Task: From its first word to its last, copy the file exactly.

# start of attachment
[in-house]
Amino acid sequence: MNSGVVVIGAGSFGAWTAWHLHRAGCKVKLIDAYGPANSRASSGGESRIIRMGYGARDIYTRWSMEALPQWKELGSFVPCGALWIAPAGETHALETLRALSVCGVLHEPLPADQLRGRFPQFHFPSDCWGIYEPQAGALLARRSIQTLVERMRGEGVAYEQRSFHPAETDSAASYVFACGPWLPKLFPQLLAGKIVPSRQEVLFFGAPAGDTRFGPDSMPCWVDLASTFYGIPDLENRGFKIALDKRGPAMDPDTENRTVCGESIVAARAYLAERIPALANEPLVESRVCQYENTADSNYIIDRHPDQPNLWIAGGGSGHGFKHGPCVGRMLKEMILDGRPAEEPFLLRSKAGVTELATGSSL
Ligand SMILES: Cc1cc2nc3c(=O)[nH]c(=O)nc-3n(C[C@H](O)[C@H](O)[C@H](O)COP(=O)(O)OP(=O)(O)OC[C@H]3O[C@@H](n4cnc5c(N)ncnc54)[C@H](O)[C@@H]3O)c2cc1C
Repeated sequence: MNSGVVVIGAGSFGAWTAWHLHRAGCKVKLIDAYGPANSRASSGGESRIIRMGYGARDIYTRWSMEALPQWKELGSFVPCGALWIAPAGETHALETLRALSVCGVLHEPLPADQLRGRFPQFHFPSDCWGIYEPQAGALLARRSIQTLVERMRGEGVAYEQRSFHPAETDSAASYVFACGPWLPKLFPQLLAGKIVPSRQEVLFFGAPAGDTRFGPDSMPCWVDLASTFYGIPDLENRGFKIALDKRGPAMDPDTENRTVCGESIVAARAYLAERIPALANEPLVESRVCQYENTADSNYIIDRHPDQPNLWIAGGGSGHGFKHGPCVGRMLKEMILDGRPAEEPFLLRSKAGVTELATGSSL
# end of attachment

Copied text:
[in-house]
Amino acid sequence: MNSGVVVIGAGSFGAWTAWHLHRAGCKVKLIDAYGPANSRASSGGESRIIRMGYGARDIYTRWSMEALPQWKELGSFVPCGALWIAPAGETHALETLRALSVCGVLHEPLPADQLRGRFPQFHFPSDCWGIYEPQAGALLARRSIQTLVERMRGEGVAYEQRSFHPAETDSAASYVFACGPWLPKLFPQLLAGKIVPSRQEVLFFGAPAGDTRFGPDSMPCWVDLASTFYGIPDLENRGFKIALDKRGPAMDPDTENRTVCGESIVAARAYLAERIPALANEPLVESRVCQYENTADSNYIIDRHPDQPNLWIAGGGSGHGFKHGPCVGRMLKEMILDGRPAEEPFLLRSKAGVTELATGSSL
Ligand SMILES: Cc1cc2nc3c(=O)[nH]c(=O)nc-3n(C[C@H](O)[C@H](O)[C@H](O)COP(=O)(O)OP(=O)(O)OC[C@H]3O[C@@H](n4cnc5c(N)ncnc54)[C@H](O)[C@@H]3O)c2cc1C
Repeated sequence: MNSGVVVIGAGSFGAWTAWHLHRAGCKVKLIDAYGPANSRASSGGESRIIRMGYGARDIYTRWSMEALPQWKELGSFVPCGALWIAPAGETHALETLRALSVCGVLHEPLPADQLRGRFPQFHFPSDCWGIYEPQAGALLARRSIQTLVERMRGEGVAYEQRSFHPAETDSAASYVFACGPWLPKLFPQLLAGKIVPSRQEVLFFGAPAGDTRFGPDSMPCWVDLASTFYGIPDLENRGFKIALDKRGPAMDPDTENRTVCGESIVAARAYLAERIPALANEPLVESRVCQYENTADSNYIIDRHPDQPNLWIAGGGSGHGFKHGPCVGRMLKEMILDGRPAEEPFLLRSKAGVTELATGSSL